When I was learning in yeshiva a young Israeli soldier named Nachshon Waxman was kidnapped by Arabs pretending to be religious Jews. Their car sported seforim lying on the dash board and Jewish music was blaring from the radio. Nachshon was convinced that they were frum people. He got into their car and they kidnapped him. He was incarcerated in an Arab neighborhood adjacent to Ramot, which could be seen from my yeshiva window, right across the valley from Sorotzkin. Over one hundred thousand Jews of every stripe and persuasion gathered at the Kosel to daven for his safe release.
Mrs. Waxman addressed the nation on prime time media, where she entreated every Jewish woman in the country to light Shabbos candles that Friday night for the merit of her son. Nachshon’s father was interviewed by the media. He inspired an incredible kidush Hashem, when he replied to a question with the following powerfully authentic statement, “Hashem did answer, His answer was no.”
The Shabbos following Nachshon’s kidnapping was something that will not be forgotten by anyone who lived through it. The tension in the streets was razor sharp. Nobody talked about anything else. Nachshon Waxman was on the collective minds of the entire country. Wherever you lived, wherever you found yourself – no matter where you were, every shul you passed was lit up with people inside saying Tehillim – crying out to Hashem to save their golden child….. even as millions of Shabbos candles flickered in homes throughout the land – many of them homes where Shabbos candles had never been lit before.
On that fateful Friday night, Israeli commandos attacked the house, but their information was faulty and the raid was not successful.
Nachshon Waxman was killed.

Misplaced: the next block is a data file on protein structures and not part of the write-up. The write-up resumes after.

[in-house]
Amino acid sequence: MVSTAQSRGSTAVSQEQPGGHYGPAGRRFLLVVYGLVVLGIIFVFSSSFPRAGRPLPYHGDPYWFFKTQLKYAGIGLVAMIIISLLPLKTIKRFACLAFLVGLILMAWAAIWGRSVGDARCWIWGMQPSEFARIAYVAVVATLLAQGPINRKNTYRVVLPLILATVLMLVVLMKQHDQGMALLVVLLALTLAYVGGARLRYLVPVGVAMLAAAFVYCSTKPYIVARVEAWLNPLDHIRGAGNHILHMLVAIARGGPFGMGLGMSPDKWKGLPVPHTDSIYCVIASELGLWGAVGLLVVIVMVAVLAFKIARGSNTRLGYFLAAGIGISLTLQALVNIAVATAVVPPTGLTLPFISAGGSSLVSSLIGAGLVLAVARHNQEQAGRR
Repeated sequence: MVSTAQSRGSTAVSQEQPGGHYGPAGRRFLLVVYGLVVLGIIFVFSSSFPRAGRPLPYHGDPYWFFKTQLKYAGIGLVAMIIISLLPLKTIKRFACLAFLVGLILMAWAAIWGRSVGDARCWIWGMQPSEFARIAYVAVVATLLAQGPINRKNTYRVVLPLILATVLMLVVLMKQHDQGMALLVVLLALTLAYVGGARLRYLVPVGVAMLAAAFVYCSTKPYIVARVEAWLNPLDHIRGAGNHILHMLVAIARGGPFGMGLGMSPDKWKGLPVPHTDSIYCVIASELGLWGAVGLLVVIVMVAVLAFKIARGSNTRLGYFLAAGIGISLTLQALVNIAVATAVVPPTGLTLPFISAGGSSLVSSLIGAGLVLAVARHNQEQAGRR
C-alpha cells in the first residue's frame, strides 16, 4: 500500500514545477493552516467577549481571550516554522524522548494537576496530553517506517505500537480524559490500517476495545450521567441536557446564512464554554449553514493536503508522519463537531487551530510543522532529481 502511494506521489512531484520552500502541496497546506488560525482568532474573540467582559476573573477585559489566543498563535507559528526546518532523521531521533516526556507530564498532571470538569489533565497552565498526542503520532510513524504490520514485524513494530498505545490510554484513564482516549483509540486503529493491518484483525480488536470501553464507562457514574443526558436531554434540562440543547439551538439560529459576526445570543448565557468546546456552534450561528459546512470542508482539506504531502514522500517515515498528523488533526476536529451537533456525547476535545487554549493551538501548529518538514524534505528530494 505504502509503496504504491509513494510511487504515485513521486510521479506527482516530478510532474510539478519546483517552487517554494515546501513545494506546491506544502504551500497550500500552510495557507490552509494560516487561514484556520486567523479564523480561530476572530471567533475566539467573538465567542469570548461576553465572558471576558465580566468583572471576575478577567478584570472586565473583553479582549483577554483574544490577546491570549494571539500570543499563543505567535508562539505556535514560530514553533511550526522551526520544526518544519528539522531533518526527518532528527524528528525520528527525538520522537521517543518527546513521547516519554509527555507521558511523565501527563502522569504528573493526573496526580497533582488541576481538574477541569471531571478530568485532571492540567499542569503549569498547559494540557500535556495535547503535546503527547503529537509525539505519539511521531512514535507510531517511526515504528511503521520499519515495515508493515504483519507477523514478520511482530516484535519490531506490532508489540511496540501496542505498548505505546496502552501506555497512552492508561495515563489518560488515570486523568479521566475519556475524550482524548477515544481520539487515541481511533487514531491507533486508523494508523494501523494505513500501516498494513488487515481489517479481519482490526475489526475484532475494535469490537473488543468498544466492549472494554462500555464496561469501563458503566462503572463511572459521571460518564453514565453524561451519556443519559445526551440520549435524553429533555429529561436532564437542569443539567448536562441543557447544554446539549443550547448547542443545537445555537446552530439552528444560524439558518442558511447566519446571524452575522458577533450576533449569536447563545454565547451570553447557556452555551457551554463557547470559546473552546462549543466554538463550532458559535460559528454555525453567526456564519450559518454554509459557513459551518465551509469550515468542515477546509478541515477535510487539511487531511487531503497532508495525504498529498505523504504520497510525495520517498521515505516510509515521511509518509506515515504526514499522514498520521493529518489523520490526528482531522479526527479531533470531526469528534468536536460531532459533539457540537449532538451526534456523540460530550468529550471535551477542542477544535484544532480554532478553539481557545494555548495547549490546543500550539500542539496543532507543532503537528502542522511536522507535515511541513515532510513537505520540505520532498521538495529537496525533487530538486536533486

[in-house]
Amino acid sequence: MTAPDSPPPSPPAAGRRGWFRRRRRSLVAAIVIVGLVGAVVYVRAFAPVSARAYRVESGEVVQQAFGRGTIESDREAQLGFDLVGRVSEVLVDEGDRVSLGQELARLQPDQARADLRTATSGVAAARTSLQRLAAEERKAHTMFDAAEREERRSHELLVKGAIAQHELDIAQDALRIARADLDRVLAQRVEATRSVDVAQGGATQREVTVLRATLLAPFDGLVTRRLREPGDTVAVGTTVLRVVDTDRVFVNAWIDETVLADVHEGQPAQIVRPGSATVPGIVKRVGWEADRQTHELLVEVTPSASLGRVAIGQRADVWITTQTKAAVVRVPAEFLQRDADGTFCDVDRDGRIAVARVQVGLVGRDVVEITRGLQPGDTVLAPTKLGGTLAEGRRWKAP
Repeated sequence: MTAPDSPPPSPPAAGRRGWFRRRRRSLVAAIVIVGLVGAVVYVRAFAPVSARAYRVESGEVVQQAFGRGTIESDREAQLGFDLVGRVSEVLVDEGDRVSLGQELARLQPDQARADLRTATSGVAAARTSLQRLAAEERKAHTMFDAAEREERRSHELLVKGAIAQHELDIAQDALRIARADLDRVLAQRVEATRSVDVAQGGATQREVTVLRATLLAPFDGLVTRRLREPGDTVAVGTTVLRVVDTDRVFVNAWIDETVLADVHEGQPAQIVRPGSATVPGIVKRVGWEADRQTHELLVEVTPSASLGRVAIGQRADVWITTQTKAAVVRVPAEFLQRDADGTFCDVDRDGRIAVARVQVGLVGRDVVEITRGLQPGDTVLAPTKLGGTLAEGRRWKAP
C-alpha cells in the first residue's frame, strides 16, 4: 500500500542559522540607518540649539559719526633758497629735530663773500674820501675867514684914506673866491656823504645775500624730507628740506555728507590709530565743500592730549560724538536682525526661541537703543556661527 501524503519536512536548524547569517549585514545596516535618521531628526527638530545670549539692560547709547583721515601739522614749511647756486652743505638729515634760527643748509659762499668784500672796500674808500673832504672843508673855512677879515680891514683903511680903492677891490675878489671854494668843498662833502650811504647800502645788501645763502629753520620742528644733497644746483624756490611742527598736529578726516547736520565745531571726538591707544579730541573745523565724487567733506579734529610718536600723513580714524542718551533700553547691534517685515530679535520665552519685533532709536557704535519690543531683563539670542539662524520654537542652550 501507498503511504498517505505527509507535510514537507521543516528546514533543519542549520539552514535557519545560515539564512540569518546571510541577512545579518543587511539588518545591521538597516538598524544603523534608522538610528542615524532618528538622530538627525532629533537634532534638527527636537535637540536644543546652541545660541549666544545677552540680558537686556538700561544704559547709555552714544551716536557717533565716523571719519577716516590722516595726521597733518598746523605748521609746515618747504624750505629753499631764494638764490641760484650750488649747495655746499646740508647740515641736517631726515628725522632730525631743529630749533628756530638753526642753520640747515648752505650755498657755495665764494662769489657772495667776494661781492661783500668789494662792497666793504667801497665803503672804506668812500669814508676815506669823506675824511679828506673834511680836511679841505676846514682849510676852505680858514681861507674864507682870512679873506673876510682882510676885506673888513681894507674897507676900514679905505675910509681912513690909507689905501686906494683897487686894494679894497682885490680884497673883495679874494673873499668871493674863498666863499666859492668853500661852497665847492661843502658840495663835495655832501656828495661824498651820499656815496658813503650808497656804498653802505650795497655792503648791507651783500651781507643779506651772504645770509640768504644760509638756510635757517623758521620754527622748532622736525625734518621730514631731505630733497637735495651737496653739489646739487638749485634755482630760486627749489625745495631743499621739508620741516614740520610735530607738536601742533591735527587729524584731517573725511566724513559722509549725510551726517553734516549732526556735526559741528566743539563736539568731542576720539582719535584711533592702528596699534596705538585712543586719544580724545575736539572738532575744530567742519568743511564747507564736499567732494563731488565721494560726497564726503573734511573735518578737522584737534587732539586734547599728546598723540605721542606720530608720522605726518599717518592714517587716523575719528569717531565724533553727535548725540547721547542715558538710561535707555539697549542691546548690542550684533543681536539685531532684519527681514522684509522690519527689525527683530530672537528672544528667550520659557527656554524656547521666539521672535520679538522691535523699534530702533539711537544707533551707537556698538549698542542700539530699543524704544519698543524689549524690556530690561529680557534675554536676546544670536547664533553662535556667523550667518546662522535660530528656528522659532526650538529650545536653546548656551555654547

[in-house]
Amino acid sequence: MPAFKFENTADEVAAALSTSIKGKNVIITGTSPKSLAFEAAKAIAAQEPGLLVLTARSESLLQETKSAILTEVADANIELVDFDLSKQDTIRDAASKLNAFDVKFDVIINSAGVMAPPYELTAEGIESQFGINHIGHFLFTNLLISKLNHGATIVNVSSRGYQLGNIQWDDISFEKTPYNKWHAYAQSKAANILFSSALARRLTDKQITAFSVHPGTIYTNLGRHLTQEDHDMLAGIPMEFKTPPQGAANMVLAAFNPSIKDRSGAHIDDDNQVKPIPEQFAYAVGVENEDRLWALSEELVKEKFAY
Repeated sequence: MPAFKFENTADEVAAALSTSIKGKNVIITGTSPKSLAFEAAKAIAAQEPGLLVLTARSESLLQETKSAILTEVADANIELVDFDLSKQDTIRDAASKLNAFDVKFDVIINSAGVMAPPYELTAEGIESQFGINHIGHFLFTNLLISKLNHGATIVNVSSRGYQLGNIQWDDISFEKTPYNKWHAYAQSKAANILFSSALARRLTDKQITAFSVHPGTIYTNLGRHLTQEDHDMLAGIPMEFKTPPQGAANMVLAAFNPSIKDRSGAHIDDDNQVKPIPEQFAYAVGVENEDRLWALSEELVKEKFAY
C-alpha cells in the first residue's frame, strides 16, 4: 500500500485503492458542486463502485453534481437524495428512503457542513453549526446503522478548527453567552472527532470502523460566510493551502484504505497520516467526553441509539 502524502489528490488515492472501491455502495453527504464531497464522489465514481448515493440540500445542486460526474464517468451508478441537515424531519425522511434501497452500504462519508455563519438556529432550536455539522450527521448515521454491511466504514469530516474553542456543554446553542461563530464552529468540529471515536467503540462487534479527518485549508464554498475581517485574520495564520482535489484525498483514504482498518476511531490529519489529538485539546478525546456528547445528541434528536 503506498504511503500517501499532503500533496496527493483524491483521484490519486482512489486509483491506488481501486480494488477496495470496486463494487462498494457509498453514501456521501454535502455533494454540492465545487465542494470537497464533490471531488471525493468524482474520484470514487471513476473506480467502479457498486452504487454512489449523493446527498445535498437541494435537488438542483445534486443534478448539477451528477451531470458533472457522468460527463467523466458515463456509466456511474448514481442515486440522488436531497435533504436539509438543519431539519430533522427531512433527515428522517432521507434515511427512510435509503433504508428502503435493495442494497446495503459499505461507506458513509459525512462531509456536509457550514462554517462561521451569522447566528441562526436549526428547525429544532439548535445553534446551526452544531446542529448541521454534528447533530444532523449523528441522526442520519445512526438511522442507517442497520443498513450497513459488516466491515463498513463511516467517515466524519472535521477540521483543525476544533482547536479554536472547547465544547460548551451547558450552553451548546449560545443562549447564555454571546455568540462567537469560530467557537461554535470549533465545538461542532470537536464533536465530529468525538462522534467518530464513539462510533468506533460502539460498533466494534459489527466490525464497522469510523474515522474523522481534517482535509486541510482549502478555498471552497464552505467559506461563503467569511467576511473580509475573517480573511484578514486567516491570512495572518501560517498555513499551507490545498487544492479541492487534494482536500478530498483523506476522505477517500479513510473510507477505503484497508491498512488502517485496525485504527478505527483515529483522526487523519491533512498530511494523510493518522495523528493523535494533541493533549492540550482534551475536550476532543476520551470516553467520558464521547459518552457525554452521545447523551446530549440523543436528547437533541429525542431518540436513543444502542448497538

The youth who united the nation.
He was murdered by a terrorist named Jihad Yarmur. (Jihad Yarmur would in fact be convicted for the murder of Nachshon Wachsman and sentenced to many years in prison. His release would come about when he was traded for Gilad Shalit in October 2011.)
Thus culminated a story of tremendous courage, phenomenal mesiras nefesh and a family’s supreme ability to unquestioningly accept the will of Hashem – no matter what.
On June 12, 2014 it happened again.
Three boys this time. Gilad Michoel Shaar, Eyal Yifrach and Yaakov Naftali Frenkel. Yeshiva bochurim.
One of the boys managed to get a message out to the authorities, but the manhunt only kicked into gear many hours later. Once again, Arab cities were put under lockdown, Gaza was sealed shut and the entire Jewish world united in their concern for three smiling teenagers who just wanted to go home for Shabbos.
As of Monday the 16th, a group of Gilaad’s friends congregated outside his home to learn and daven 24/7, with the intention of continuing their ongoing Torah chain until he arrives home.
On Sunday the 15th, the Jewish People (Chassidim, Mizrachi, Yeshivish – in other words everyone) gathered at the Kotel to daven for their sons safe return. To beg Hashem, “to bring our boys back home!”
Thousands of Jews stood as one, reciting Tehillim line after line and word for word. What beauty. As different rabbonim led the davening, the assembled felt their tefilos soaring upwards to shomayim. They recited Slichos, they said Tehillim and then everyone davened Maariv.
What happened afterwards was completely spontaneous.
Slowly at first, a circle was formed on both sides of the mechitza. Every single person standing in the Kosel plaza, placed their arms on one another’s shoulders and began to dance. The circle widened and more people joined. Nobody had to say a word. Nobody had to suggest the idea. It was intuitive. Instinctive. Self explanatory. The most natural thing in the world. Thousands of Yiden with their arms around each other. And they sang songs. V’hi Sheumda. Racheim. Ani Maamen. Songs from our past. Songs for our future. It was a sublime moment of family unity. It was something to remember.
We were united in sorrow, united in hope.
The power of brotherhood was awesome.
I am left with but one question.
I’m sure we’ve all had it from time to time.
Why does it take a tzara of such magnitude for us to unite – to sing together – and to place our arms around each other’s shoulders?
Yehi ratzon, may it be Your will, that we be able to form another circle, soon, with our three missing boys in it’s center.
Happy. Healthy. And home.